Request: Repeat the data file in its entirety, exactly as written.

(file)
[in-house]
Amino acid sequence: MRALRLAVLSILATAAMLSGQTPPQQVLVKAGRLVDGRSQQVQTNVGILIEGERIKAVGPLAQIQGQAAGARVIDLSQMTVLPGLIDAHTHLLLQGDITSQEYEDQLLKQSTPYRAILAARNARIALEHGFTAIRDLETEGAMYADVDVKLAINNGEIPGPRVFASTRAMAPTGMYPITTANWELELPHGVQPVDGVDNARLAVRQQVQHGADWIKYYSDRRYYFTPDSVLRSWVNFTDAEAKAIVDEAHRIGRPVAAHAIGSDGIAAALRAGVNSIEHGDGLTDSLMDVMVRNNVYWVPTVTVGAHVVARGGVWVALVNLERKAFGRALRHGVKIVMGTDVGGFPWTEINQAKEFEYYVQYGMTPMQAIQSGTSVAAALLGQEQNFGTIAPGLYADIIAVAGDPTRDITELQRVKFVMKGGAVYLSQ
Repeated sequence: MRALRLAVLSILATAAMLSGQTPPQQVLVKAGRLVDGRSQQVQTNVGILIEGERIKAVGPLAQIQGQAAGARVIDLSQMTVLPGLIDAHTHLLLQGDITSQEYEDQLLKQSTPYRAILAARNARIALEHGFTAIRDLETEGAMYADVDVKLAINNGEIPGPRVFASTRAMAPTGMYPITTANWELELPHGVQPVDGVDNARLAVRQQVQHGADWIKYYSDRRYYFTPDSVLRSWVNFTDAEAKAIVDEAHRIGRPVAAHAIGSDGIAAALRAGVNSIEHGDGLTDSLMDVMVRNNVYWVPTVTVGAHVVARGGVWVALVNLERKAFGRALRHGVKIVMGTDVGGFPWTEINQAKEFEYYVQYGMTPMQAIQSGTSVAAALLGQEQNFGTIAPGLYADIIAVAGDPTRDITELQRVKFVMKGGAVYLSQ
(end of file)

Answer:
[in-house]
Amino acid sequence: MRALRLAVLSILATAAMLSGQTPPQQVLVKAGRLVDGRSQQVQTNVGILIEGERIKAVGPLAQIQGQAAGARVIDLSQMTVLPGLIDAHTHLLLQGDITSQEYEDQLLKQSTPYRAILAARNARIALEHGFTAIRDLETEGAMYADVDVKLAINNGEIPGPRVFASTRAMAPTGMYPITTANWELELPHGVQPVDGVDNARLAVRQQVQHGADWIKYYSDRRYYFTPDSVLRSWVNFTDAEAKAIVDEAHRIGRPVAAHAIGSDGIAAALRAGVNSIEHGDGLTDSLMDVMVRNNVYWVPTVTVGAHVVARGGVWVALVNLERKAFGRALRHGVKIVMGTDVGGFPWTEINQAKEFEYYVQYGMTPMQAIQSGTSVAAALLGQEQNFGTIAPGLYADIIAVAGDPTRDITELQRVKFVMKGGAVYLSQ
Repeated sequence: MRALRLAVLSILATAAMLSGQTPPQQVLVKAGRLVDGRSQQVQTNVGILIEGERIKAVGPLAQIQGQAAGARVIDLSQMTVLPGLIDAHTHLLLQGDITSQEYEDQLLKQSTPYRAILAARNARIALEHGFTAIRDLETEGAMYADVDVKLAINNGEIPGPRVFASTRAMAPTGMYPITTANWELELPHGVQPVDGVDNARLAVRQQVQHGADWIKYYSDRRYYFTPDSVLRSWVNFTDAEAKAIVDEAHRIGRPVAAHAIGSDGIAAALRAGVNSIEHGDGLTDSLMDVMVRNNVYWVPTVTVGAHVVARGGVWVALVNLERKAFGRALRHGVKIVMGTDVGGFPWTEINQAKEFEYYVQYGMTPMQAIQSGTSVAAALLGQEQNFGTIAPGLYADIIAVAGDPTRDITELQRVKFVMKGGAVYLSQ